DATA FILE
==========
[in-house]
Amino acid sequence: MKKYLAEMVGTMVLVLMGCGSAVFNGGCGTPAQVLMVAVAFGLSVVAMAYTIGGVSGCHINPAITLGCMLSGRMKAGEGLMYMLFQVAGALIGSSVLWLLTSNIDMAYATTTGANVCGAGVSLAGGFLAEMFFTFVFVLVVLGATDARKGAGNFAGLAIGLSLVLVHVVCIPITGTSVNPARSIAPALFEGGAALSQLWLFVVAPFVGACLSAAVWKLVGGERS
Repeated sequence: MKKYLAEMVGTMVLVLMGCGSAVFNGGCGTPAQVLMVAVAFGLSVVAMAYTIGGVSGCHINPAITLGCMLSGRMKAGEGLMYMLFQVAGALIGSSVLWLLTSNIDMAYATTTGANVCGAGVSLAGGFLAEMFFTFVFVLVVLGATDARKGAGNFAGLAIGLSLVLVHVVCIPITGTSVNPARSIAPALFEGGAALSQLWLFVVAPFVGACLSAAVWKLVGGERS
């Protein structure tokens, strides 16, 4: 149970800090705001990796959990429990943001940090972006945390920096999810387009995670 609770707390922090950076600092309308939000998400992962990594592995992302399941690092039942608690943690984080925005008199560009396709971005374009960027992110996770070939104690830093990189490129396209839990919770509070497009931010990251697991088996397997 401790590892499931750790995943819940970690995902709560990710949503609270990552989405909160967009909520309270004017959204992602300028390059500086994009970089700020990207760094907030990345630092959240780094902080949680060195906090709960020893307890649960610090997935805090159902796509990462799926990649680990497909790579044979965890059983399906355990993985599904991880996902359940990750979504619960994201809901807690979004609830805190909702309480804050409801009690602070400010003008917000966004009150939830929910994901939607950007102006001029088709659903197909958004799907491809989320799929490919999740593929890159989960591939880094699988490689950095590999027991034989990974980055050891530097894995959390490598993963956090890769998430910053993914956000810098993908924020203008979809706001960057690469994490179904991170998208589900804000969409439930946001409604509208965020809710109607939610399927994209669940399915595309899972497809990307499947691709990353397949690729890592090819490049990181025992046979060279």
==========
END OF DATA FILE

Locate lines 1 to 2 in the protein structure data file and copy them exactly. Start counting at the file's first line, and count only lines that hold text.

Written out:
[in-house]
Amino acid sequence: MKKYLAEMVGTMVLVLMGCGSAVFNGGCGTPAQVLMVAVAFGLSVVAMAYTIGGVSGCHINPAITLGCMLSGRMKAGEGLMYMLFQVAGALIGSSVLWLLTSNIDMAYATTTGANVCGAGVSLAGGFLAEMFFTFVFVLVVLGATDARKGAGNFAGLAIGLSLVLVHVVCIPITGTSVNPARSIAPALFEGGAALSQLWLFVVAPFVGACLSAAVWKLVGGERS